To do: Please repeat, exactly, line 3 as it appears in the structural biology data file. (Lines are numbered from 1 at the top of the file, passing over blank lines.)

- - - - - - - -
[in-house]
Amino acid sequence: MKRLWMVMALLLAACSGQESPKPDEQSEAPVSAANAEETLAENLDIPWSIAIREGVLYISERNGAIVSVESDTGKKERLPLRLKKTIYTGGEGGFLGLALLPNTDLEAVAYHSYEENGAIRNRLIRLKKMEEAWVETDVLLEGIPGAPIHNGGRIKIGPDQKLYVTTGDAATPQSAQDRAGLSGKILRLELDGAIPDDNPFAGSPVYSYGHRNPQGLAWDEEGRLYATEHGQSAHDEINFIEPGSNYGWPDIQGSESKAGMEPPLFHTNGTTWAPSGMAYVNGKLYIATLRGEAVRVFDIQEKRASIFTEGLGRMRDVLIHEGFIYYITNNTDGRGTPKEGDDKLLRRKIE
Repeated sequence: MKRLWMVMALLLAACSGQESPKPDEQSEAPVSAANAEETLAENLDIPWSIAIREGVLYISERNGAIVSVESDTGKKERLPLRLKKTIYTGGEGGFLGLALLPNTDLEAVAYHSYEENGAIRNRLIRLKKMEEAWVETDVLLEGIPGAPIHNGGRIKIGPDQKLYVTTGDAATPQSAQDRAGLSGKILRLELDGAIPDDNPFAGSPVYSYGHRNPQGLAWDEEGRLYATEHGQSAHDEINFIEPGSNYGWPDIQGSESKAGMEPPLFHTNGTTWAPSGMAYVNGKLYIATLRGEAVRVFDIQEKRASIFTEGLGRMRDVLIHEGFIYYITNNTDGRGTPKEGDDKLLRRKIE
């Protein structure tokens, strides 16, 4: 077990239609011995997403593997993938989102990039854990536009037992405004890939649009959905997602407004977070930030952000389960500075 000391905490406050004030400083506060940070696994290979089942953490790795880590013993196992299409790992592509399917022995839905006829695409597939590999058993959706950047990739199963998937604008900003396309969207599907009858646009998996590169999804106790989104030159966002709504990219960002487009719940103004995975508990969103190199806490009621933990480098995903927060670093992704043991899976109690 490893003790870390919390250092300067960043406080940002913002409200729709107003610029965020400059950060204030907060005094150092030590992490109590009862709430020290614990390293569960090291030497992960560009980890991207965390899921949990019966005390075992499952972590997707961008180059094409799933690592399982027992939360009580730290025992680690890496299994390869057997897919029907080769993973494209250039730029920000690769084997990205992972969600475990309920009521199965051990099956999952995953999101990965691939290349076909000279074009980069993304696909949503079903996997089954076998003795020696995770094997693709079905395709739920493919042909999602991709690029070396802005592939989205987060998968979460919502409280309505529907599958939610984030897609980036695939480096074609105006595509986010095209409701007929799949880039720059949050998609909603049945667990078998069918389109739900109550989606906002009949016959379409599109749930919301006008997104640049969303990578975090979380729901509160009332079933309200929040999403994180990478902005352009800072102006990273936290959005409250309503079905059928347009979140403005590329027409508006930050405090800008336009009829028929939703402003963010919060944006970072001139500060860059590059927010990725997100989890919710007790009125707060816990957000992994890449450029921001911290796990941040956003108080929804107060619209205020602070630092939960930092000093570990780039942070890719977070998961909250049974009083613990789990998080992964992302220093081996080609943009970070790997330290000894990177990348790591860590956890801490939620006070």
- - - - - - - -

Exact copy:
Repeated sequence: MKRLWMVMALLLAACSGQESPKPDEQSEAPVSAANAEETLAENLDIPWSIAIREGVLYISERNGAIVSVESDTGKKERLPLRLKKTIYTGGEGGFLGLALLPNTDLEAVAYHSYEENGAIRNRLIRLKKMEEAWVETDVLLEGIPGAPIHNGGRIKIGPDQKLYVTTGDAATPQSAQDRAGLSGKILRLELDGAIPDDNPFAGSPVYSYGHRNPQGLAWDEEGRLYATEHGQSAHDEINFIEPGSNYGWPDIQGSESKAGMEPPLFHTNGTTWAPSGMAYVNGKLYIATLRGEAVRVFDIQEKRASIFTEGLGRMRDVLIHEGFIYYITNNTDGRGTPKEGDDKLLRRKIE